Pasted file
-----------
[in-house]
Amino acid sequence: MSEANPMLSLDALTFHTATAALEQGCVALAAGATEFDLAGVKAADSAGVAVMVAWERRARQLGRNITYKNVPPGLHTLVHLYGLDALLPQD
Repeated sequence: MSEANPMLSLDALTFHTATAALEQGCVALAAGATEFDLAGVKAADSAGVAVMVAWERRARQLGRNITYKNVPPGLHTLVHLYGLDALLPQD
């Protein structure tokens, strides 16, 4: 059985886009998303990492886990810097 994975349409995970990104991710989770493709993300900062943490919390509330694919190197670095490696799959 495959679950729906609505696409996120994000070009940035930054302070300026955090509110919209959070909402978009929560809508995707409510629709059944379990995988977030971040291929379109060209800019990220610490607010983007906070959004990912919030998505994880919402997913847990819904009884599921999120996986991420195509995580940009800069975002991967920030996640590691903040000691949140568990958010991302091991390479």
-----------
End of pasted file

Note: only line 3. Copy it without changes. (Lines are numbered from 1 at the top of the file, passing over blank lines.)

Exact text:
Repeated sequence: MSEANPMLSLDALTFHTATAALEQGCVALAAGATEFDLAGVKAADSAGVAVMVAWERRARQLGRNITYKNVPPGLHTLVHLYGLDALLPQD